Making the cheese

One of her greatest pleasures is making cheese.

Inside her cheese production house, she describes step by step how the goat cheese is made. She starts with the goat’s milk, which she then strains. She then waits 24-48 hours with the milk kept at about 40 degrees. She then puts the stock pots of milk on burner until it reaches 78 degrees.

She then takes the pot off the burner and adds French cultures through a Canadian dairy. She then adds an animal rennet. After about 12 hours the curd and whey separates. She pours away the whey and places the curd in molds. After a number of other steps, the molds are left to age for at least 60 days, when they can be legally sold.

However, Fritzhand says most of her cheese is aged at least a year, when the flavor is at its best.

But once the cheese is made, she says the most important step is actually selling it, as well as her goat meat.

Excitedly, Fritzhand talked about the upcoming religious Ramadan holiday. “You need to get your meat goats ready to send to the producers, processors. She described ways of making the most out of knowing about these specialty markets and what consumers want – and when they want it. “You have to watch the market always if you are going to make it.’

By using her website, she can get to know her customers. She ships her cheese to customers or they can pick it up at her farm. “And get signature confirmation,” she advised.

Words of wisdom

As a woman who has operated her own successful farm for the last 10 years, what advice would she gives others just starting or considering starting to operate a farm, and what lessons has she learned over these years?

“You have to love what you are doing. You have to enjoy what you are doing. The joy and satisfaction you get from what you are doing can sometimes far outweigh the amount of income you get from that activity,” she said.

“If you really love the outdoors. If you really love animals, which I do – I love the barn, I love the animals. I like working in the business where science is an important part of it. Your animals have to be in good health – so you have to monitor them. You have to feed them well. Their housing as to be kept clean. If you enjoy all of those things, then it is not work,” she said.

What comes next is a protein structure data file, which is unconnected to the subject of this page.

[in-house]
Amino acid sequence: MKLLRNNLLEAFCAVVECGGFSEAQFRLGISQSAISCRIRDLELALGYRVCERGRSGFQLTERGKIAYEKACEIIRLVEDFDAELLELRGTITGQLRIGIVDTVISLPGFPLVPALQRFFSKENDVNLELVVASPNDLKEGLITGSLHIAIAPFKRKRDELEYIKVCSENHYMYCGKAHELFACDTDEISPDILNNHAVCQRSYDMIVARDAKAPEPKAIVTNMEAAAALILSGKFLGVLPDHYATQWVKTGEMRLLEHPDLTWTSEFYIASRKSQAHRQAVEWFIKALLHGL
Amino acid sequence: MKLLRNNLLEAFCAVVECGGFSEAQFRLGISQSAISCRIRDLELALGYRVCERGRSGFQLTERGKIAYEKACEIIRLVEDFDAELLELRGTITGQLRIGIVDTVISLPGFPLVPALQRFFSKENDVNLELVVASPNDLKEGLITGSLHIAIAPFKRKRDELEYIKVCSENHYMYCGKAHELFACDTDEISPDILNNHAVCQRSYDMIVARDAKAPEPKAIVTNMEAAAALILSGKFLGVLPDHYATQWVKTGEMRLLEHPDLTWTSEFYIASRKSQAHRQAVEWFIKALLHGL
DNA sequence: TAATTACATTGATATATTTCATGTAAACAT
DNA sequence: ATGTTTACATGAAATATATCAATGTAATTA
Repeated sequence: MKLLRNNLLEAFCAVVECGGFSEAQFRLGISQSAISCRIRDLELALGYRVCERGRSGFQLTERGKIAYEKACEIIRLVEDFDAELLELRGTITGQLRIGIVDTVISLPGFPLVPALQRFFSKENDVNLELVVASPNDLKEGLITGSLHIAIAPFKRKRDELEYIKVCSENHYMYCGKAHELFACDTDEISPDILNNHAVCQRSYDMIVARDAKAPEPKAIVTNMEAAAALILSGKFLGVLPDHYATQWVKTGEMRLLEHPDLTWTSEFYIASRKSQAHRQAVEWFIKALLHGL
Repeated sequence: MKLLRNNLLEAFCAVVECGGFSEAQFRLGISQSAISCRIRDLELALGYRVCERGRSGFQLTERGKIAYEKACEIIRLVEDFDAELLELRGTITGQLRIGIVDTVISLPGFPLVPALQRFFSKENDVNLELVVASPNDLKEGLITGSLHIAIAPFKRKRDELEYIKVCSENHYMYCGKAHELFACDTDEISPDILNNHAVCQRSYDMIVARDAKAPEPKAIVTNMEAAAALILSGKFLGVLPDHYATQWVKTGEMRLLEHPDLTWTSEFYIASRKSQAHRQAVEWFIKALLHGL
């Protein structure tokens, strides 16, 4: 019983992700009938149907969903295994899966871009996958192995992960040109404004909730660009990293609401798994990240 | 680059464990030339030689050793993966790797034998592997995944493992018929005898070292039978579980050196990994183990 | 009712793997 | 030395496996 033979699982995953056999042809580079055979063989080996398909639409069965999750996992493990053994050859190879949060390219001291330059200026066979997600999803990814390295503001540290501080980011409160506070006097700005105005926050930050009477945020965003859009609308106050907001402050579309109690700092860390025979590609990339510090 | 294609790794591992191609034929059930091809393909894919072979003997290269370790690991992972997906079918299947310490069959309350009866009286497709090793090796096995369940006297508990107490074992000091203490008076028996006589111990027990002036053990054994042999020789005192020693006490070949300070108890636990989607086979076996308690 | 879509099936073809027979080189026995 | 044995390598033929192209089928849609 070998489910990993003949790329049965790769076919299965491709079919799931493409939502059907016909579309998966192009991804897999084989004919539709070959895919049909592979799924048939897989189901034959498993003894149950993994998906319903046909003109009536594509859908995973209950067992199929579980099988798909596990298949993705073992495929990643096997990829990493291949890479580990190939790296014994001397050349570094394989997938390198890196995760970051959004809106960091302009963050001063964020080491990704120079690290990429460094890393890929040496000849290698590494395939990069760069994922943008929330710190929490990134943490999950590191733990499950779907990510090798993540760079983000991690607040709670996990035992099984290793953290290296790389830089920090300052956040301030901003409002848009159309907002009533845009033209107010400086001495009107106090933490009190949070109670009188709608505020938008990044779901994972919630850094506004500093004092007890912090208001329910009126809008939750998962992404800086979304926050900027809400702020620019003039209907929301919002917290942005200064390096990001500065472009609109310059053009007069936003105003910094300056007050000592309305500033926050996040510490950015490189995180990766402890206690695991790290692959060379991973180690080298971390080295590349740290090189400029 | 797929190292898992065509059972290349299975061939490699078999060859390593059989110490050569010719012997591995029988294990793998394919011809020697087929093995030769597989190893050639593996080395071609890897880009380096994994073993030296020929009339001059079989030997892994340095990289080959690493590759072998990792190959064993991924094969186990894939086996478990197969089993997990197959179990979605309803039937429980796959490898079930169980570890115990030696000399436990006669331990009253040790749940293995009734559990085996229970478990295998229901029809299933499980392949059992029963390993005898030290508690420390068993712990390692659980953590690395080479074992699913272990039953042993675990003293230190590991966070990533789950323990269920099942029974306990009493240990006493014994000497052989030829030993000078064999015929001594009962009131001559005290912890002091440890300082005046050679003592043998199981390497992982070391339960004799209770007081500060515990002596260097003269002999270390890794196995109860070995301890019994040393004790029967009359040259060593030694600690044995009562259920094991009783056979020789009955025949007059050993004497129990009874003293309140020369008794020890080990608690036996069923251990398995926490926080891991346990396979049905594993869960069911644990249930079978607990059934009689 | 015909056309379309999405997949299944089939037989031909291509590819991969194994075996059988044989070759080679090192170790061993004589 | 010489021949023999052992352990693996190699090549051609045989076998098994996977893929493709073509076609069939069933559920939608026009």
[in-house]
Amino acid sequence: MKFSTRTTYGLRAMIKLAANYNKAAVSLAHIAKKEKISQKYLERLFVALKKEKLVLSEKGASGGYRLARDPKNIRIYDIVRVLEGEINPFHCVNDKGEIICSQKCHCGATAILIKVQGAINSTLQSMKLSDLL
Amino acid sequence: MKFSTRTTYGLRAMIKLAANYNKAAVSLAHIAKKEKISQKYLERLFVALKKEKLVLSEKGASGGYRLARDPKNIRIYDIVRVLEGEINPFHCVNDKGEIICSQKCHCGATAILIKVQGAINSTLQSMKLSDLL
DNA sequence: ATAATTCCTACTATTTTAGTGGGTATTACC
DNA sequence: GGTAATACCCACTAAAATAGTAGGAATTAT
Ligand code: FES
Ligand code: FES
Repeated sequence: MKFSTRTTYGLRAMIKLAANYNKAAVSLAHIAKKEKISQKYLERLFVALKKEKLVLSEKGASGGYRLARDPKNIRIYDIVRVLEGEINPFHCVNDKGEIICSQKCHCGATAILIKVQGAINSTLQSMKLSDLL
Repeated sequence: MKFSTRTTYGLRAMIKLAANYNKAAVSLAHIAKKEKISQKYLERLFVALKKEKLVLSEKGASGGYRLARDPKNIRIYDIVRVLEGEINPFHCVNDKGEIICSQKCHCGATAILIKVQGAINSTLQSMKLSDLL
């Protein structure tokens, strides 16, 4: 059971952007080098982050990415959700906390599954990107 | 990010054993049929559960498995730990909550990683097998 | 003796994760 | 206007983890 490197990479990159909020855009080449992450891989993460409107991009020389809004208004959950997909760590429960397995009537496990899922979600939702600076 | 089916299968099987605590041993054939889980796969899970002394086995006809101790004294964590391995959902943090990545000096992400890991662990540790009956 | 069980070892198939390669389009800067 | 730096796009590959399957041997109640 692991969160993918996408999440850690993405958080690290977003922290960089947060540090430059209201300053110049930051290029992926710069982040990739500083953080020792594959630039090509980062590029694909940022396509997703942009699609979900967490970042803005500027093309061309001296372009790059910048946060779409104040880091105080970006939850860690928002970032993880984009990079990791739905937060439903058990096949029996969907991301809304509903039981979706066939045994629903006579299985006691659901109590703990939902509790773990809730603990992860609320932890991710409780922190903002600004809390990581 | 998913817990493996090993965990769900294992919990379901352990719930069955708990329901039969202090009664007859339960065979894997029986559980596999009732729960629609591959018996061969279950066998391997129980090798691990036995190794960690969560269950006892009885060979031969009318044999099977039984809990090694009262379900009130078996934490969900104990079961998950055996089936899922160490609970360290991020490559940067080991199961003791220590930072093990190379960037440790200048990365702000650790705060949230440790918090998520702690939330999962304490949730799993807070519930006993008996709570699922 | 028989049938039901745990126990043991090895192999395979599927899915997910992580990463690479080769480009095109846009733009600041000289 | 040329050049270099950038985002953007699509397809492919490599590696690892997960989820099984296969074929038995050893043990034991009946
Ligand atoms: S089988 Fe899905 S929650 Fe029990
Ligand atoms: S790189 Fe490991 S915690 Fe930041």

On the other side of that, there is a very large amount of capital that goes into setting up something like this, she pointed out. “It is hard. You have to run it as a farm. It has to be self-sustaining. In other words, you have to grow your own alfalfa or you can’t do what I do here. You have to be able to know math, to do your own books. You must keep good records, the accounts and your investment records. You have to test the soil regularly. You need a good understanding of soil management. You have to know how to extract the samples, send them to a reliable laboratory and then be able to understand the data so if necessary you can fix the soil so you can grow what you want to grow.”

She said, “You may love the work, but remember that you are working to produce a product. You also have to find the market, and find that market before you start, at the beginning. You don’t want leftover product without being able to sell it or get it to market. You need to know who your consumers are.”

She is hard-working, but realizes that she needs to balance work with rest. “I make cheese seasonally rather than all year. That’s for my goats and for my health. The winters here are cold. It’s a good time for me to rest and re-evaluate, take care of myself, take care of the taxes and paperwork, find the market, spend time with the family. If I had more help and more hands, I could have a bigger herd and sell more.”

Is she happy with the decision she made 10 years ago to start her own farm?

“I love it. I love nature, and love what I do. Look at this view I have,” she said, gesturing to the west where the rolling hills of her farm seem to go on forever. “I love the vegetation… I can walk through the woods here and tell you names of most all of the plants. I just love all of this.”

Flower-farm open house touts ‘local,’ sustainable

By Joshua Lim, The Columbus Dispatch, 6/29/15

In a straw hat and with the sleeves of his checkered shirt rolled up enough that you could see his tattoo of a dahlia, Steve Adams revealed his obsession in the sprawling field of some of the most beautiful blooms in Columbus.

About 100 people attended the open house at Adams’ Sunny Meadows Flower Farm on the East Side on Sunday to hear about how the sharpest-red and deepest-blue blooms rise from the farm.

The open house is part of an annual series of farmers events held by members of the Ohio Ecological Food and Farm Association.

Renee Hunt, the association’s program director, said tours, workshops and open houses are held each year to give farmers and consumers a firsthand opportunity to learn different practices from a variety of farmers.

“People are sharing what they know so that that information can be taken and be used elsewhere and promote any successful farming practices,” she said.

Adams and his wife, Gretel, started their farm in 2007 because they were passionate about buying and selling locally made products, especially fresh flowers. They grow flowers for mixed-cut bouquets to sell at local farmers markets, to florists and for weddings and other occasions.

Growing flowers for people to give to loved ones to express joy, love, sadness and remorse is something the Adamses don’t take lightly. And they want people to share those emotions with local products.

“People are going to come and see what the other option is for flowers, to see why local flowers are just as important as local food,” Mr. Adams said. “We want people to be buying local flowers, whether they’re from us, or they’re from other growers.”